“We have new thermal guidelines that tell us that we can raise the temperatures in the data center significantly, which gives us the ability to economize many more hours out of the year,” said Dave Meadows, director of technology at cooling systems manufacturer Stulz USA. “I'm talking about turning off the compressors in the air conditioners or the chillers, which is important because that’s about 80% of the cooling power that is going into that facility.”

Companies like Amazon Web Services, Google and Microsoft have started expanding temperature guidelines to improve energy-efficiency at the data centers they own and operate themselves, industry insiders said. But in leased facilities operated by third-party providers, they have been almost universally unwilling to shift these parameters when negotiating new leases, much less make changes to existing SLAs. 

This has become a significant source of frustration for data center providers. 


Beyond the unnecessary power consumption, hyperscalers’ insistence on maintaining existing thermal guidelines can make data centers more expensive to build and maintain. With significant monetary penalties for even briefly exceeding temperature limits, data center providers are effectively forced to overdesign buildings and cooling systems to account for extreme scenarios like extended heatwaves that may never occur during the life of the building. This means more cooling equipment to install and maintain, driving up both development and maintenance costs. 

“At the hyperscale level, if you own your own data center, you're probably prepared to take some of these steps to mitigate these emissions, but at the colocation level, we're signing leases with SLAs where if we're in violation of those, it gets pretty expensive,” said Stuart Lawrence, vice president of product innovation and sustainability at Stream Data Centers, speaking at Bisnow’s DICE East event in May. “Because of that, we’ll generally design based on the worst-case scenario.”

The tenant-friendly nature of SLAs reflects the unusual power dynamic that has emerged between data center operators and their hyperscale tenants over the past decade. Because just a handful of companies account for such a large share of leased data center space, it gives those companies tremendous negotiating leverage. Hyperscale tenants have been able to come to the table with their own boilerplate leases and SLAs that they will often refuse to change in any substantial way.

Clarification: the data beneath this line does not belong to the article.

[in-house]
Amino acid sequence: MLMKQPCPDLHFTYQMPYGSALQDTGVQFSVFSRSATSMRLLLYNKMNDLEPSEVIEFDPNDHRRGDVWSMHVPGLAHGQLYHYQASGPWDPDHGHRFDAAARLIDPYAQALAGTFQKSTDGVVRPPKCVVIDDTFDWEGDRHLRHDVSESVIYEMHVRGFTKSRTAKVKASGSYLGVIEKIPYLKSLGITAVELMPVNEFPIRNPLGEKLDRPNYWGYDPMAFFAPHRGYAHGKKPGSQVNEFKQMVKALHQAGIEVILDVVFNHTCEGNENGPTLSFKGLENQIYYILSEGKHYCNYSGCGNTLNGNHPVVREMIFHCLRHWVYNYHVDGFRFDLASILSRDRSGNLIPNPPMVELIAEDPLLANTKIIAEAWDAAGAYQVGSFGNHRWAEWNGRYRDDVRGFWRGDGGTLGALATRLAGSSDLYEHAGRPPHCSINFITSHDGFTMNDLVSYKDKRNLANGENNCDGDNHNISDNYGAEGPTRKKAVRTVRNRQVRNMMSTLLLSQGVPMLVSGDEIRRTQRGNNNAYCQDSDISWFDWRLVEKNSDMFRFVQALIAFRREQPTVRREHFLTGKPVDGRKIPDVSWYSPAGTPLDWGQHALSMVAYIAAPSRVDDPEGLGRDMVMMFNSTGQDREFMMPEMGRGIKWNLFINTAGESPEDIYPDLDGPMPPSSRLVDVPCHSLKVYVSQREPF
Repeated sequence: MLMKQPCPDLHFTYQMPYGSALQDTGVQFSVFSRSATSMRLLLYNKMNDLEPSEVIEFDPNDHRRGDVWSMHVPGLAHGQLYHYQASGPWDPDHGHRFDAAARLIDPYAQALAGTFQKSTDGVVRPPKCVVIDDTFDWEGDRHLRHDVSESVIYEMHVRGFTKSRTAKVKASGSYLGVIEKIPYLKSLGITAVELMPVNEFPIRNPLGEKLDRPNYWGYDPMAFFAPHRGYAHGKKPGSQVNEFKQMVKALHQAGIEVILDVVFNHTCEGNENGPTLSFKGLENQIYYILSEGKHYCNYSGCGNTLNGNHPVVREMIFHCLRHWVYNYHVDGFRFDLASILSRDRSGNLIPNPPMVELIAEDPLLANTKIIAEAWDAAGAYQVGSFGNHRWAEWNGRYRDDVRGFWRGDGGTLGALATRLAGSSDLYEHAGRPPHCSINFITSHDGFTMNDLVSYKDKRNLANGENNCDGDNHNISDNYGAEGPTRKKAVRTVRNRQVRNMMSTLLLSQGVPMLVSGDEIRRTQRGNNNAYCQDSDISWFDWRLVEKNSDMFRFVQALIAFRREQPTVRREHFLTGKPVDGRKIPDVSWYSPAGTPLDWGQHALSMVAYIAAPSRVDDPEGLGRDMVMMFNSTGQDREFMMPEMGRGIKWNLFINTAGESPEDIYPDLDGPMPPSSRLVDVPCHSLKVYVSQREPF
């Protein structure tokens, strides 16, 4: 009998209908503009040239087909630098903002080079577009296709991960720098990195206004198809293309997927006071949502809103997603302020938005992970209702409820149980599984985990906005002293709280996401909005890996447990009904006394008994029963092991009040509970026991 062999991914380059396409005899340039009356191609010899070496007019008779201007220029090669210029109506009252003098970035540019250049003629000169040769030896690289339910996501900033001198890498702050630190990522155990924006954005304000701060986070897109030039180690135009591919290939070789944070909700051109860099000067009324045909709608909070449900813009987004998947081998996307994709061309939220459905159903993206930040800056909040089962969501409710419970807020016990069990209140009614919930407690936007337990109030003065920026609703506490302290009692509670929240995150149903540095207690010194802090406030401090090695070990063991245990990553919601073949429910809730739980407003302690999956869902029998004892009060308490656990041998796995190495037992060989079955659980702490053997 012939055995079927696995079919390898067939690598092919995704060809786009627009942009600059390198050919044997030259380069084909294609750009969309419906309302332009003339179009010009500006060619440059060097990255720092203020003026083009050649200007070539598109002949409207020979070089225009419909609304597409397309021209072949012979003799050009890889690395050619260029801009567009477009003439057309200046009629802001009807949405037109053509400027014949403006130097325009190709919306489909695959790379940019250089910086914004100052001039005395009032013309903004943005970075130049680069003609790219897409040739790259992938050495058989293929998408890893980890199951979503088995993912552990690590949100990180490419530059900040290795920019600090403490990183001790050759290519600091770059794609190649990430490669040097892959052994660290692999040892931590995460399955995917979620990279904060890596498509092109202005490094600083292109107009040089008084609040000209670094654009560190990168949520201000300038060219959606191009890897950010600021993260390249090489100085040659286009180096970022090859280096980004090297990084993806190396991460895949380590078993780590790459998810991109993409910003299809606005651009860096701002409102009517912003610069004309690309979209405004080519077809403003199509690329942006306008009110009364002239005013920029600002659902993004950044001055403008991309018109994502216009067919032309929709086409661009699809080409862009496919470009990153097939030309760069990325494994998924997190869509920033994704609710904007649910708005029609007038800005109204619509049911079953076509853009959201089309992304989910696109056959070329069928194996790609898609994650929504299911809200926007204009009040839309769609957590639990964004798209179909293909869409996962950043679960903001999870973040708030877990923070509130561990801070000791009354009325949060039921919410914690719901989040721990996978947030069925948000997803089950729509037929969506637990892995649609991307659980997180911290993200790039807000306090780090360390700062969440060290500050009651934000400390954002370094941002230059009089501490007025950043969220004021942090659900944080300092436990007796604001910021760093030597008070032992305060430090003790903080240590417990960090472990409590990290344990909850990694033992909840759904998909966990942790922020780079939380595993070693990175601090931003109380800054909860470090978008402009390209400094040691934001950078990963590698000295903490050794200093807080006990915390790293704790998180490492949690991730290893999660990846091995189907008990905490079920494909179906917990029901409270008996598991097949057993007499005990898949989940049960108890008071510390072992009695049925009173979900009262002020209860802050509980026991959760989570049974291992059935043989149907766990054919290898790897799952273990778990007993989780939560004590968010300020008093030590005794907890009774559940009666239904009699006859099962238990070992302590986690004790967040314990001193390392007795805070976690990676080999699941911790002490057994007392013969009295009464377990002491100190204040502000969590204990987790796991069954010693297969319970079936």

The resistance to adjusting thermal standards in SLAs is largely a product of how hyperscalers approach lease negotiations with third-party providers, industry insiders said. The process is typically led by the tech companies’ procurement teams, who specialize in negotiating, not the nitty-gritty of data center cooling. 

While companies like Amazon, Google and Microsoft likely have sustainability groups and data center engineering teams who would support implementing new cooling guidelines that would improve energy-efficiency, they are almost never part of the conversation in negotiations led by procurement teams that are often incentivized not to deviate from the hyperscler’s standard contract, insiders said.  

“I've even had it admitted to me by a tenant that their procurement group gets graded on how many of their specific clauses they can keep in a document, and so they're financially driven through their comp structure to make sure that the SLA goes through without any changes,” said Tim Bright, executive vice president at T5 Data Centers. “It goes completely contrary to their ESG group, who is trying to make the most efficient facilities and have real corporate directives to do so.”